Invasive species

Invasive alien plants and animals are known for their disruption of ecosystems and threat to biodiversity. This book highlights their major impact on human health. This includes not only direct effects through contact with the species via bites, wounds and disease, but also indirect effects caused by changes induced in ecosystems by invasive species, such as more water hyacinth increasing mosquito levels and thereby the potential for malaria.

The importance of vector and pest control in disasters and emergencies

The WHO Guide to sanitation in natural disasters (Assar, 1971) summarized the essential aspects of environmental health management in disasters. These included the provision of emergency water and sanitation services; the burial or cremation of the dead; vector and pest control; food hygiene; and the assessment of the danger of epidemics following emergencies and disasters, etc. Thirty years later these aspects remain essential, though the needs, challenges and opportunities are greater.

BBC website news article - Flood hit South Indian state of Kerala 11 people died of leptospirosis; After floods expect to see water-borne diseases like cholera, typhoid, diarrhoea, hepatitis and rat fever

With the wide acceptance of forest?protection policies in the developing world comes a requirement for clear demonstrations of how deforestation may erode human well?being and economies. For centuries, it has been believed that forests provide protection against flooding. However, such claims have given rise to a heated polemic, and broad?scale quantitative evidence of the possible role of forests in flood protection has not been forthcoming.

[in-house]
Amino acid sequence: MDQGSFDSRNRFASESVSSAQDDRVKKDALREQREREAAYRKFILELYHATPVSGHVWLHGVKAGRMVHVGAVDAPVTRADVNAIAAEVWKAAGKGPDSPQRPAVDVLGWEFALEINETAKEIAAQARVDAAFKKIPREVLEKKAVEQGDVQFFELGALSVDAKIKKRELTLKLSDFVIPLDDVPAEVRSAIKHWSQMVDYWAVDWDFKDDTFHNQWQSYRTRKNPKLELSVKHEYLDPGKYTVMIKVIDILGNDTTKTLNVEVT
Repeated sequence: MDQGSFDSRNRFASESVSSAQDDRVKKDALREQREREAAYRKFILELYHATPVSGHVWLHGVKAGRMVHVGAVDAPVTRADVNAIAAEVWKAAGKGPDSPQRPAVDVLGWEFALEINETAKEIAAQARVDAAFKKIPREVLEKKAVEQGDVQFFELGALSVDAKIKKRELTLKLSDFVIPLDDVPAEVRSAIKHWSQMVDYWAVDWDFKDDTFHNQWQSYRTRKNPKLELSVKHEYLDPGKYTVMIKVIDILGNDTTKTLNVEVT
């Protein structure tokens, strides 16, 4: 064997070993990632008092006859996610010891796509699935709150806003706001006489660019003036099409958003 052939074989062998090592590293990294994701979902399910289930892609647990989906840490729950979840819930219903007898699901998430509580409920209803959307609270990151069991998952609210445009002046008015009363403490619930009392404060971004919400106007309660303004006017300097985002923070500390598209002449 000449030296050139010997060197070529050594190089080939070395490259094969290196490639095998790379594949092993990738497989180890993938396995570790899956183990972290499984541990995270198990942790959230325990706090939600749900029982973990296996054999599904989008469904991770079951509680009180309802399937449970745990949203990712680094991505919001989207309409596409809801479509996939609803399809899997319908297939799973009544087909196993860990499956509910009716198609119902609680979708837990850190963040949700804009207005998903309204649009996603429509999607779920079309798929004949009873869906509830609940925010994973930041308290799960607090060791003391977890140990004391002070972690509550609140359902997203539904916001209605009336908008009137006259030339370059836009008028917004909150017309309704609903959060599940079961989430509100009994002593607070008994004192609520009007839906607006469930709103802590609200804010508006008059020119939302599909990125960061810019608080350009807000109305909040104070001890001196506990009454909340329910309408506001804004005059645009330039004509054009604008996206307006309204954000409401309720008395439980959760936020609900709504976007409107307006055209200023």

Rodents are a key pest to agricultural and rural island communities of the South Pacific, but there is limited information of their impact on the crops and livelihoods of small-scale farmers. The rodent pest community is known, but the type and scales of damage to different crops on different islands are unknown. Knowledge about rodent pest management in other geographical regions may not be directly transferable to the Pacific region. Many studies on islands have largely focussed on the eradication of rodents from uninhabited islands for conservation benefits.

Invasive alien mammals are the major driver of biodiversity loss and ecosystem degradation on islands. Over the past three decades, invasive mammal eradication from islands has become one of society's most powerful tools for preventing extinction of insular endemics and restoring insular ecosystems. As practitioners tackle larger islands for restoration, three factors will heavily influence success and outcomes: the degree of local support, the ability to mitigate for non-target impacts, and the ability to eradicate non-native species more cost-effectively.

The aim of this toolkit is to provide a clear, user-friendly guide to the application of economic approaches and tools to invasive species. It addresses the issues associated with identifying the factors which cause the spread of invasives, incorporating consideration of invasive species into economic planning and